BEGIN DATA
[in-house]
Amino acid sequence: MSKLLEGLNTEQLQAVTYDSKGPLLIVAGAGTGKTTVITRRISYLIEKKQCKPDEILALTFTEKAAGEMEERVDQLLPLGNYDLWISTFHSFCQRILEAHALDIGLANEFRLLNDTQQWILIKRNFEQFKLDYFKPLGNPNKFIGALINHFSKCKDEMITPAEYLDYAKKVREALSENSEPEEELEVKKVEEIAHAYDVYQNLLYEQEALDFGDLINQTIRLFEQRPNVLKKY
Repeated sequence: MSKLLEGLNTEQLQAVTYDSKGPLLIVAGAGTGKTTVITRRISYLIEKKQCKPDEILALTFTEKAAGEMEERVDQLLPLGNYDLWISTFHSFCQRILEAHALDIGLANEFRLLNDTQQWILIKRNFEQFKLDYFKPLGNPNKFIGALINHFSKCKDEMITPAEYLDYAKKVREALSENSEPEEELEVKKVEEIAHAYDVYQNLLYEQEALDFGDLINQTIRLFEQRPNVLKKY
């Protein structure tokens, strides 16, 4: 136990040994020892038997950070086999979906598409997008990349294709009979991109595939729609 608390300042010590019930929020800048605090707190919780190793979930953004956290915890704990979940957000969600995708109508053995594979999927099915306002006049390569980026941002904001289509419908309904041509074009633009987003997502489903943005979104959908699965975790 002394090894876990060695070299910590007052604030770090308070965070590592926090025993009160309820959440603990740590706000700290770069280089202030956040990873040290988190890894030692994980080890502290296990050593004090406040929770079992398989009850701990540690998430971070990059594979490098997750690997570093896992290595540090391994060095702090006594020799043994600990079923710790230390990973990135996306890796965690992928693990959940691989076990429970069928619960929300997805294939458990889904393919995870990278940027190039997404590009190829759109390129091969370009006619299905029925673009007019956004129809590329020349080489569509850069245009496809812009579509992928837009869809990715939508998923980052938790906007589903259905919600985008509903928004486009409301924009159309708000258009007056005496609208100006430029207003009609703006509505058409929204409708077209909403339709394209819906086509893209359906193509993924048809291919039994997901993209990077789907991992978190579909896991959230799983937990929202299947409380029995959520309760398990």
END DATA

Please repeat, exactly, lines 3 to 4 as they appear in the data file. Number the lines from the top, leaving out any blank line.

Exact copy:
Repeated sequence: MSKLLEGLNTEQLQAVTYDSKGPLLIVAGAGTGKTTVITRRISYLIEKKQCKPDEILALTFTEKAAGEMEERVDQLLPLGNYDLWISTFHSFCQRILEAHALDIGLANEFRLLNDTQQWILIKRNFEQFKLDYFKPLGNPNKFIGALINHFSKCKDEMITPAEYLDYAKKVREALSENSEPEEELEVKKVEEIAHAYDVYQNLLYEQEALDFGDLINQTIRLFEQRPNVLKKY
């Protein structure tokens, strides 16, 4: 136990040994020892038997950070086999979906598409997008990349294709009979991109595939729609 608390300042010590019930929020800048605090707190919780190793979930953004956290915890704990979940957000969600995708109508053995594979999927099915306002006049390569980026941002904001289509419908309904041509074009633009987003997502489903943005979104959908699965975790 002394090894876990060695070299910590007052604030770090308070965070590592926090025993009160309820959440603990740590706000700290770069280089202030956040990873040290988190890894030692994980080890502290296990050593004090406040929770079992398989009850701990540690998430971070990059594979490098997750690997570093896992290595540090391994060095702090006594020799043994600990079923710790230390990973990135996306890796965690992928693990959940691989076990429970069928619960929300997805294939458990889904393919995870990278940027190039997404590009190829759109390129091969370009006619299905029925673009007019956004129809590329020349080489569509850069245009496809812009579509992928837009869809990715939508998923980052938790906007589903259905919600985008509903928004486009409301924009159309708000258009007056005496609208100006430029207003009609703006509505058409929204409708077209909403339709394209819906086509893209359906193509993924048809291919039994997901993209990077789907991992978190579909896991959230799983937990929202299947409380029995959520309760398990």